Efforts to raise agricultural productivity even in the wake of last year's record grain output and farmers incomes are to be stepped up, the minister responsible said yesterday.
In addition to redoubling efforts to protect farmland, billions of yuan will be spent rewarding grain producers and to strengthen rural infrastructure.
Hailing 2004 as an extraordinary year, Minister of Agriculture Du Qinglin told a press conference the nation's grain production rose 9 percent year on year to hit 469.5 million tons and farmers earnings went up by 6.8 percent the highest rate since 1997.
"But we should not be blinded by the achievements," said Du.
China's goal for 2005 is to see a steady and sustained increase in both grain production and farmers incomes, he said on the sidelines of the annual meeting of the National People's Congress.
The plight of those living and working in the countryside, home to two thirds of the population, have featured high on the agendas of many deputies to the National People's Congress.
The agricultural chief conceded the goals set for this year are tough, but did not elaborate.
One worrying aspect has been the ever-shrinking area of arable land the country has lost 6.67 million hectares of farmland to development projects and other uses in the seven years since 1996, the minister said.
Last year's bumper harvest was largely attributable to a reversal of farmland shrinkage for the first time since 1999, when crops expanded by 2.2 million hectares to reach 101.6 million hectares, said Du.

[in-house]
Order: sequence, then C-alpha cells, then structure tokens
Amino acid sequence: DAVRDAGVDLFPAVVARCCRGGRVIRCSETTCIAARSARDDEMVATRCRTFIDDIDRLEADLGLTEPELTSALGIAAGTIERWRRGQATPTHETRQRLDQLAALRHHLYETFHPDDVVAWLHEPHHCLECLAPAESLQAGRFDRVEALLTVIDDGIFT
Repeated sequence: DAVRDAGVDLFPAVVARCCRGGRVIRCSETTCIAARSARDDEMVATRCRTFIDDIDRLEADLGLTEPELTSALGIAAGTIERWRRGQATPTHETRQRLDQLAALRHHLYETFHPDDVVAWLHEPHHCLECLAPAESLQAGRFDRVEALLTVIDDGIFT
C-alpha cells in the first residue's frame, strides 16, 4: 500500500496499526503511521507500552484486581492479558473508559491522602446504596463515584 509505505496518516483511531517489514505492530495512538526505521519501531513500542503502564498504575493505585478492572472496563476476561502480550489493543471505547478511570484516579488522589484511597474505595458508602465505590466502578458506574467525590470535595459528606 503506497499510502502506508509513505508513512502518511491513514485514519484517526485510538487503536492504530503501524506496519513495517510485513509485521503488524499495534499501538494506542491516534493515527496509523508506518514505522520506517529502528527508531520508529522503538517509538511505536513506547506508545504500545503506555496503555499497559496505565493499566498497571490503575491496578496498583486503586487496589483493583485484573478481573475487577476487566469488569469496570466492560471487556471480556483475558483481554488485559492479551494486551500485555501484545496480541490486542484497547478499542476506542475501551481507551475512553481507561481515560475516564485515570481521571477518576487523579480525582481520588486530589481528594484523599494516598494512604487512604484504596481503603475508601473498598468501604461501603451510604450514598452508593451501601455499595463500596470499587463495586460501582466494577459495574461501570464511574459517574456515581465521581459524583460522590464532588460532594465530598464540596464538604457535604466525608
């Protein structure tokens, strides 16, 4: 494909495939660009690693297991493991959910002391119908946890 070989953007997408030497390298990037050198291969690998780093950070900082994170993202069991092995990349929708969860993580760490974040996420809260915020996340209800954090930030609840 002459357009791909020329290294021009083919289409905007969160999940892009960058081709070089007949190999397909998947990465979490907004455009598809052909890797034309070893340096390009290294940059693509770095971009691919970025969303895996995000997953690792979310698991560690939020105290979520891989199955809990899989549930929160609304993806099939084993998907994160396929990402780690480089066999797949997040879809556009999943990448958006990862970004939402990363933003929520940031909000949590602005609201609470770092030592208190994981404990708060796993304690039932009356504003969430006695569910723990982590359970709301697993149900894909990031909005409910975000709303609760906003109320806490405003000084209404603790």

Therefore, the country will implement the strictest-possible measures to protect arable land.
"Land is the lifeblood of farmers ... We'll deal with (land use) disputes in an appropriate way and strive to guarantee that farmland is not reduced, that it is not encroached upon for other purposes or degraded in quality," he continued.
Considering two-thirds of the country's cropland is relatively low yielding, Vice-Minister of Finance Zhu Zhigang yesterday said US$1.97 billion would be earmarked for improving productivity this year.
And Vice-Minister of Science and Technology Li Xueyong said his ministry is spearheading a national scientific and technological project to raise productivity.
To spur grain productivity, the central budget will offer 5.5 billion yuan (US$662 million) as cash rewards to outstanding producers, said Vice-Minister Zhu.
The bonus, to be given over three years, will be divided among the top 800 grain-producing counties which churn out 60 percent of the nation's output, he said.
The money will help some counties out of dire financial straits brought about by their lack of product variety and relatively low economic returns.
He cautioned any county that misuses the fund, such as for vanity projects, will be deleted from the list of beneficiaries.
Direct subsidies to grain-producing farmers, which totalled 11.6 billion yuan (US$1.4 billion) last year, will increase by 10 percent in 2005, the minister said.
(China Daily March 11, 2005)